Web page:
So why would anyone sell wholesale? Well, the answer is getting less clear as the years go on. With the introduction of social media and, more importantly, social media advertising, it is not necessary anymore to sell wholesale in order to get exposure to people around the country. Think about it - 30 years ago, how would a customer in Vermont find out about Sweet Fashion's sweaters in Maryland? There was no social media. Sweet Fashion would have to get their sweaters into a shop in Vermont. That's no longer the case. Furthermore, in-person shopping is growing less and less popular over time so having products in shops is also becoming less and less profitable. Nonetheless, some people still decide to sell wholesale in order to grow their business and get their products in the hands of customers all over the country.

Another reason you might sell wholesale is volume. When you sell wholesale, the shops that buy from you usually have to meet some sort of minimum. For example, the shop in Vermont needed to buy at least 8 sweaters minimum from Sweet Fashion in order to get the 50% wholesale discount. They decided to buy 10 sweaters, so they met the minimum. When is volume important? It's most important when your product is low in price. For example, if you sell a specialty peanut butter for $8 and it costs you $2 to make it, even if you sell 25 jars of peanut butter in one day on your website, you're still only making $6 multiplied by 25 or $150. That's not a huge amount of money, but it takes a lot of work to find 25 different customers in one day, especially when you're a new business. Contrast this with someone who makes leather bags by hand and sells them for $300. Let's say it costs him $150 to make the leather bags, so his margin is $150 per bag. Unlike the peanut butter seller who needed to find 25 people to buy from him to make $150, the leather bag seller only needs to find 1 person to buy from him to make $150. It's a lot easier to find 1 customer than 25 each day. Therefore, wholesale is often very wise in situations where your product is low in price.

A caution on wholesale: you have to get your product into a LOT of stores to make a LOT of profit through wholesale sales. And, as you might imagine, it can take a lot of wooing to get stores to sell your products. It's a lot different than making a direct sale to a customer. The owners of these stores can often be high-maintenance and require a lot of your time. You also have to spend time making wholesale catalogs, line sheets, order forms, etc. Here's the other issue: just because a store orders from you once doesn't mean they'll order from you again, or even in any consistent manner. In other words, it's not very predictable and consistent so you need to have your products in a LOT of stores to ensure a steady flow of income from wholesale sales.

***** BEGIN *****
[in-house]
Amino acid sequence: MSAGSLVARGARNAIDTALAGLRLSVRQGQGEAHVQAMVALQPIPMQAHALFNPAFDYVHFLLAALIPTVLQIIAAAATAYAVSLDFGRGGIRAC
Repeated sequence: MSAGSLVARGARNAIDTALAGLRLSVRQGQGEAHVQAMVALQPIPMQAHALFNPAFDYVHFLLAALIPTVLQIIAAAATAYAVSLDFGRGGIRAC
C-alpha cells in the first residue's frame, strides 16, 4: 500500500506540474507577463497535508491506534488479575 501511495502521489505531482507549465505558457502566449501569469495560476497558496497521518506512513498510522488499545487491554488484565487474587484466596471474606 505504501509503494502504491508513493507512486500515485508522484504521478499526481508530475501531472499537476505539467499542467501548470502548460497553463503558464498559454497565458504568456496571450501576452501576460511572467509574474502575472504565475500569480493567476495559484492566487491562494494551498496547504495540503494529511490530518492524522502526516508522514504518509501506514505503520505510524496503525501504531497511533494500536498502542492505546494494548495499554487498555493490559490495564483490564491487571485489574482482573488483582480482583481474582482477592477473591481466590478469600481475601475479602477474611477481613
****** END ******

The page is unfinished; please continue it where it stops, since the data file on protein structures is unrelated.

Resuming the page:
I'll end on a personal note - I experimented with wholesale sales in my own business for about 3 years before I decided it wasn't for me. I attended a big trade show in NYC (which cost way too much money and didn't pay off) back in 2017 and it opened my eyes to a lot of the things I shared with you above. To me, wholesale requires way more work and comes with way less reward. I didn't enjoy dealing with shop owners - frankly, I found some of them to be annoying, entitled, and even degrading in their communications with me. I enjoy dealing with actual customers - the women, brides, and bridesmaids who wear my jewelry - far more. Some of them have even turned into Instagram friends! Here's another thing - by not having my jewelry in a bunch of stores around the country, I'm keeping my jewelry "special." Does that make sense? You can't get it anywhere and everywhere. I never want to be like Kendra Scott for example, where my jewelry is sold in hundreds of stores around the world. I always want to keep it "small batch" sort of speak and I always want to keep it feeling unique, special, and handcrafted. Every business owner has to make the decision that's right for them, but for me, I have decided to keep my business a direct-to-consumer business.

P.S. - If you enjoy my weekly journal, I encourage you to check out my IGTV series on Instagram! Each week, I post a short video elaborating on my journal entry. You can find me on Instagram @graceandhudson.

xoxo,

Stacy

  • Post author
    Stacy Mikulik